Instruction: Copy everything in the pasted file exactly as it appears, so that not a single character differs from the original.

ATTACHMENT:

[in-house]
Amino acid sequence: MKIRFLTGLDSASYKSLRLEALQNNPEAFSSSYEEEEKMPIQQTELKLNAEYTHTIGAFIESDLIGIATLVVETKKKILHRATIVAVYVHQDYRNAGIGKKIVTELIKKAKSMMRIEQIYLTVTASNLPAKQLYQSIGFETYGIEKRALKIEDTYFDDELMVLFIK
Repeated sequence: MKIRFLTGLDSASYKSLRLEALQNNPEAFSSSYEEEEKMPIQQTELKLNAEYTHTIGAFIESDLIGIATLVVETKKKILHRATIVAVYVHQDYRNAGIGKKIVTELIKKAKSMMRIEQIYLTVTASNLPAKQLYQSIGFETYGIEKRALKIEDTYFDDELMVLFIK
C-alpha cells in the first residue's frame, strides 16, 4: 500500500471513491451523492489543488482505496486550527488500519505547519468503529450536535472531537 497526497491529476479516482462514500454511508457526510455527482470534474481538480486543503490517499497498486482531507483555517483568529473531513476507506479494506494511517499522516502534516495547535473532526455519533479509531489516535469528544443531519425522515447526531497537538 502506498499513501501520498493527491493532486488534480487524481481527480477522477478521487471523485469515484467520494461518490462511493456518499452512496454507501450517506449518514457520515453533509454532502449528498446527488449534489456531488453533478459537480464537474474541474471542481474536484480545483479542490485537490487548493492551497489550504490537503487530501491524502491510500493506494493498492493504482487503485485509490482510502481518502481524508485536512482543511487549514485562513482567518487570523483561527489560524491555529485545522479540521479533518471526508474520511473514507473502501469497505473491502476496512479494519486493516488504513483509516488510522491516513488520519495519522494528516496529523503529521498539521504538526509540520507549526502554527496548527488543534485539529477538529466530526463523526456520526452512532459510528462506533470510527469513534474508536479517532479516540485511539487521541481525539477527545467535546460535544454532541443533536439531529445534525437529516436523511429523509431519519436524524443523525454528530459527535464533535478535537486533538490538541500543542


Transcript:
[in-house]
Amino acid sequence: MKIRFLTGLDSASYKSLRLEALQNNPEAFSSSYEEEEKMPIQQTELKLNAEYTHTIGAFIESDLIGIATLVVETKKKILHRATIVAVYVHQDYRNAGIGKKIVTELIKKAKSMMRIEQIYLTVTASNLPAKQLYQSIGFETYGIEKRALKIEDTYFDDELMVLFIK
Repeated sequence: MKIRFLTGLDSASYKSLRLEALQNNPEAFSSSYEEEEKMPIQQTELKLNAEYTHTIGAFIESDLIGIATLVVETKKKILHRATIVAVYVHQDYRNAGIGKKIVTELIKKAKSMMRIEQIYLTVTASNLPAKQLYQSIGFETYGIEKRALKIEDTYFDDELMVLFIK
C-alpha cells in the first residue's frame, strides 16, 4: 500500500471513491451523492489543488482505496486550527488500519505547519468503529450536535472531537 497526497491529476479516482462514500454511508457526510455527482470534474481538480486543503490517499497498486482531507483555517483568529473531513476507506479494506494511517499522516502534516495547535473532526455519533479509531489516535469528544443531519425522515447526531497537538 502506498499513501501520498493527491493532486488534480487524481481527480477522477478521487471523485469515484467520494461518490462511493456518499452512496454507501450517506449518514457520515453533509454532502449528498446527488449534489456531488453533478459537480464537474474541474471542481474536484480545483479542490485537490487548493492551497489550504490537503487530501491524502491510500493506494493498492493504482487503485485509490482510502481518502481524508485536512482543511487549514485562513482567518487570523483561527489560524491555529485545522479540521479533518471526508474520511473514507473502501469497505473491502476496512479494519486493516488504513483509516488510522491516513488520519495519522494528516496529523503529521498539521504538526509540520507549526502554527496548527488543534485539529477538529466530526463523526456520526452512532459510528462506533470510527469513534474508536479517532479516540485511539487521541481525539477527545467535546460535544454532541443533536439531529445534525437529516436523511429523509431519519436524524443523525454528530459527535464533535478535537486533538490538541500543542